Gophers wrestling coach J Robinson collected about 1,400 pills of the prescription sedative Xanax that members of his team were ready to sell, yet did not report the drug issue to police, one wrestler told the Star Tribune on Wednesday.

University of Minnesota officials confirmed that campus police are investigating alleged drug abuse by members of the wrestling team but would not comment further.

Robinson did not respond to a voicemail message on his cellphone, the university would not make President Eric Kaler available for comment, and a school spokesman said interim athletic director Beth Goetz and incoming AD Mark Coyle were both traveling and unavailable for comment.

The wrestler, who spoke to the Star Tribune on the condition of anonymity, said he talked to police about Robinson's handling of the team's Xanax issue.

The source said that at one point, four teammates had a stash of 2,500 Xanax pills they had obtained in the mail from a former teammate and were selling from the 17th Avenue Hall dormitory on campus.

"It was $5 a pill for anyone on the team and $8 for anyone else," said the source, who estimates that 10 to 12 members of the team were abusing Xanax. He said wrestlers also sold pills to athletes from other Gophers sports.

Robinson, 69, completed his 30th season at Minnesota this spring and has an impressive resume in his three decades in Dinkytown. Since taking the job in 1986, the three-time National Coach of the Year has brought the Gophers to three national championships, the only titles in program history.

In late March, less than one week after the season ended, Robinson called a team meeting, the source said.

"We thought it was a typical meeting with J," the source said. "But then he started saying, 'I know who's taking the pills, I know who's selling them, I know who's stealing them.'

"He said, 'It's Easter weekend. I'll be in my office Friday, Saturday and Sunday. If you're involved, come and tell me. If you have any pills, bring them to my office and I'll dispose of them, and I'll give you amnesty.' "

"Half of it went in the river, and half of it went to J. I know for a fact the people who were selling it dumped it and gave him about 1,400 [pills]." The source did not elaborate on the dumping location.

The source told the Star Tribune, "I only [spoke to police] because I felt like it was the right thing to do."

Xanax is one of the most frequently prescribed psychiatric drugs in the United States and also one of the most frequently abused for its extreme sedating and intoxicating effects. Addicts often grow tolerant of the medication and crave higher, potentially deadly doses. Xanax is in a class of drugs known as benzodiazepines prescribed for anxiety and panic disorders.

The coach's approach

Robinson tried to handle the Xanax issue internally, the source told the Star Tribune. He ordered suspected users to undergo mandatory urine testing and had them write a one-page essay. On April 5, the coach texted some team members with a reminder about their assignment.

Robinson's text, which was obtained by the Star Tribune, said: "Remember that paper is due on my desk by tomorrow evening. #1 What emotion you're feeling by getting caught, by letting yourself, your teammates, your parents down, how did it feel and do you want to feel that way again? #2 what did you learn from this? 3 what are you going to do different. Your plan so does not happen again."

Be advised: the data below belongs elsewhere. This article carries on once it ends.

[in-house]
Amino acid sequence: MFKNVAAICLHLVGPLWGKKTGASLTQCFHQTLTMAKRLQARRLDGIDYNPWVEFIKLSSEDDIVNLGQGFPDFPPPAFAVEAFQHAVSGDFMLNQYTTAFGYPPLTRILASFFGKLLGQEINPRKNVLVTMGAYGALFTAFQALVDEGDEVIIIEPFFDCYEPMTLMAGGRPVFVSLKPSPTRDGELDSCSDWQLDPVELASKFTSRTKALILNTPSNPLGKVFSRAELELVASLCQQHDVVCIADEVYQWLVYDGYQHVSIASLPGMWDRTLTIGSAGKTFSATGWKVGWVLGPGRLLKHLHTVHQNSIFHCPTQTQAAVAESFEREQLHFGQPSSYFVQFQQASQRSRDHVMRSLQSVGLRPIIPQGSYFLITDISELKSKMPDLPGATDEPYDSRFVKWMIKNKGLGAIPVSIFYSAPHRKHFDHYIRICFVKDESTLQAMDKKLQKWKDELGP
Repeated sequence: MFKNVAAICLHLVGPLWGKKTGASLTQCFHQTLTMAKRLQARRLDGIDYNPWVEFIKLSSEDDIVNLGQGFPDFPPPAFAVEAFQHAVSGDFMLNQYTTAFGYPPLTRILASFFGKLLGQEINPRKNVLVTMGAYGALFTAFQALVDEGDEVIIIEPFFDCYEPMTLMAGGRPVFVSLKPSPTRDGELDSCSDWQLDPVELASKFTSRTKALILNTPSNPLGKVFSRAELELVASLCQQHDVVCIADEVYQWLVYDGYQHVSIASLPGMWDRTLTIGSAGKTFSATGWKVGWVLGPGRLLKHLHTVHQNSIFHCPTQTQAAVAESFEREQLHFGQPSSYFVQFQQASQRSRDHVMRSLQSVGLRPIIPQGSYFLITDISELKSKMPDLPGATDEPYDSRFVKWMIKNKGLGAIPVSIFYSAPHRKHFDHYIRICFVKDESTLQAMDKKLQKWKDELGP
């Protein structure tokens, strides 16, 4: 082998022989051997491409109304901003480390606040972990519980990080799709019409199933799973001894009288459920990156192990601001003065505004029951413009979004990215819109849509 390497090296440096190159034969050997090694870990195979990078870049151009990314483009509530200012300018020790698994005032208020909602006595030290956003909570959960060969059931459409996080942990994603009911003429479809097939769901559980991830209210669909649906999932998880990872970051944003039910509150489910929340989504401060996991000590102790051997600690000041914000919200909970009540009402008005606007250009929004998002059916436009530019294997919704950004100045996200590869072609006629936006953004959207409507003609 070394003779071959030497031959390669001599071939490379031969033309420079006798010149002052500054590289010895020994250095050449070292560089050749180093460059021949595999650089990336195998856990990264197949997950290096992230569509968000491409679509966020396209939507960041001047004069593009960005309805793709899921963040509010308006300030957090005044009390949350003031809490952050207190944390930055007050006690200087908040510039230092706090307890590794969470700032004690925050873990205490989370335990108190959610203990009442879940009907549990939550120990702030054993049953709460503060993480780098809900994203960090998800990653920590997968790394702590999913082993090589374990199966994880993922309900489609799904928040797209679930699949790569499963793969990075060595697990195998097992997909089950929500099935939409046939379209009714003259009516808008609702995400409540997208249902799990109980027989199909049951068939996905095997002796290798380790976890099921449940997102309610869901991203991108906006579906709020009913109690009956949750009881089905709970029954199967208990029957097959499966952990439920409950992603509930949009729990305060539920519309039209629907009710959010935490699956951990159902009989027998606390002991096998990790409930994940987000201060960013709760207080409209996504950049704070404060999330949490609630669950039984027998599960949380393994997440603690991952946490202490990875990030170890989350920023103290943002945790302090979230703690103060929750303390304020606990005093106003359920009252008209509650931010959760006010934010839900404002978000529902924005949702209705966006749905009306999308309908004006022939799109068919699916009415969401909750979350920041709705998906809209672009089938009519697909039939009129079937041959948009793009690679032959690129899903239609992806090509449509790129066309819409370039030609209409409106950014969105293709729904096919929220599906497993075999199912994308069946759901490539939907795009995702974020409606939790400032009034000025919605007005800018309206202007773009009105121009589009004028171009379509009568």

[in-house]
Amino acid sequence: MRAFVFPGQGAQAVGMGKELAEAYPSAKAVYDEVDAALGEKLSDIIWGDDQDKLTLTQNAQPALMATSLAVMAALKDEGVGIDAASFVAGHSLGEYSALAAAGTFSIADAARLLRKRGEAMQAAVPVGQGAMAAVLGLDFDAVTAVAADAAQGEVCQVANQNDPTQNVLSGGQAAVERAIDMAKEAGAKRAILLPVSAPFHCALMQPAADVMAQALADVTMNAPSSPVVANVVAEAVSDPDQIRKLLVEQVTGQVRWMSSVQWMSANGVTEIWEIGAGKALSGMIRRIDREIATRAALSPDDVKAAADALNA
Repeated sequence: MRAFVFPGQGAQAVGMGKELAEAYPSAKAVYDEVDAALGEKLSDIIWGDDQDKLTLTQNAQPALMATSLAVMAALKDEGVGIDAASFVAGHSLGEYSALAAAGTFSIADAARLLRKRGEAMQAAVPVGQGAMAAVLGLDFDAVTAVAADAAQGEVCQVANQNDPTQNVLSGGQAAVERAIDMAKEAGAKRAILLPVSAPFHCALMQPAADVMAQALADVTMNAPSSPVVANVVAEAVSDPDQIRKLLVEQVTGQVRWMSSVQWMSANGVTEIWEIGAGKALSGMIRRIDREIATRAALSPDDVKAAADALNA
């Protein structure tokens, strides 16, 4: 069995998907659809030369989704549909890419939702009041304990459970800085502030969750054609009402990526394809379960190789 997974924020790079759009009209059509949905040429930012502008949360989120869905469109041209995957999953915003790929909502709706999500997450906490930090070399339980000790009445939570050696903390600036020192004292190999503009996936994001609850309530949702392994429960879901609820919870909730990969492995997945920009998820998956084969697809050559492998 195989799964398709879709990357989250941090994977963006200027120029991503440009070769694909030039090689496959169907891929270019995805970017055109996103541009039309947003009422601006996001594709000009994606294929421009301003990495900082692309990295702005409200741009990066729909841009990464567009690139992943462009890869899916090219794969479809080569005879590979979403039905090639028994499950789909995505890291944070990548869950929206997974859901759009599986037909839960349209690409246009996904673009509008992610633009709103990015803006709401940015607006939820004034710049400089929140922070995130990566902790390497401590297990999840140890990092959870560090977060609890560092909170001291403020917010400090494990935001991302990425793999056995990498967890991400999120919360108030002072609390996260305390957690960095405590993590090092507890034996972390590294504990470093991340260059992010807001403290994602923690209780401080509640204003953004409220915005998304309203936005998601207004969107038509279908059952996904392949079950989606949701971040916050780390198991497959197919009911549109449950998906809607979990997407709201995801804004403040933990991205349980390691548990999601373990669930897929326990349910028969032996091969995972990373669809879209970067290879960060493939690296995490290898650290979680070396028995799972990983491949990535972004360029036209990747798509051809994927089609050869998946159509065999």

Another wrestler who spoke to the Star Tribune on the condition of anonymity said he did not receive that same text message, but later received an e-mail from U police who were investigating the wrestling team.

"I've been around J for a while, and this is the first time anything of that level has hit our program," the second source said. "Obviously we were a younger team last season, and this was more a younger issue. A few guys came in that maybe weren't ready for the college transition."

On Tuesday night, after Fox 9 TV first reported that four Gophers wrestlers were being investigated for selling Xanax, the university issued a statement that said: "The University takes allegations of this nature seriously, and upon receiving information the University provided it to UMPD. In consultation with UMPD, the University is allowing for the legal investigation to conclude before conducting its own internal investigation. As it remains part of an active investigation, we do not have anything additional to share at this time."

A university police report filed on April 11 is devoid of names and details but says the incident in question occurred from Jan. 18 to March 23 of this year. The offense description says, "Doesn't fit any [crime]."

Implications for Robinson?

The alleged incident could be seen as a direct breach of Robinson's contract, which was extended last summer through 2020. The contract says the university can suspend payments or terminate Robinson without paying any buyout if he violates "any policy of the university or law involving moral turpitude."

Minnesota's policy addressing concerns of misconduct says that "anyone who in good faith believes that a violation of the law will occur, is occurring or has occurred at the university should report their concern."

Robinson's contract also states he can be terminated for "failure to report any and all serious, major or secondary violations which, in the judgment of the university, coach knew or should have known about with reasonable diligence and oversight."

Star Tribune staff writer Jeremy Olson contributed to this report.